Food - Drink
Why It’s Dangerous To Make Boston Baked Beans The Traditional Way
If you've ever wondered how Boston earned its nickname Beantown, you probably haven't tried one of the region's most famous dishes: Boston Baked Beans. However, the signature ingredient that makes Boston Baked Beans so special is also what makes it so dangerous to cook them in the traditional way.
Native Americans are credited with teaching settlers how to slow-cook beans with maple syrup, which is thought to be how Boston Baked Beans got their start. The meal is currently prepared with molasses, which gives the beans their distinctive flavor, but also causes a long boiling time because the sugar and calcium in molasses cause the beans to stay firm for longer.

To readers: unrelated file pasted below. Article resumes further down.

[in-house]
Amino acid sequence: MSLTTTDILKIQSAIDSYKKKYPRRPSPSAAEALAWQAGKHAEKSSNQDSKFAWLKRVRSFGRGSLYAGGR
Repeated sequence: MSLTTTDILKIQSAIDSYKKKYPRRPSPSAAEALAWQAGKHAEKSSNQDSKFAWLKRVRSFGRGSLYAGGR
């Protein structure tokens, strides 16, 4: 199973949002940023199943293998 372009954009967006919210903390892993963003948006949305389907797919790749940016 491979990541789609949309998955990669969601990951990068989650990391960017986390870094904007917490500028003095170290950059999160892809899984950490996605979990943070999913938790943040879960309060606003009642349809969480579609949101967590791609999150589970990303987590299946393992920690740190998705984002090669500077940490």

Molasses allows the beans to roast for a very long time and create rich aromas without turning into a paste, but roasting beans in an oven for 13 hours increases the risk of fire and carbon monoxide poisoning, especially if unattended. Martha Stewart suggests a six-hour bake as an option, or you may try using a slow cooker in place of an oven.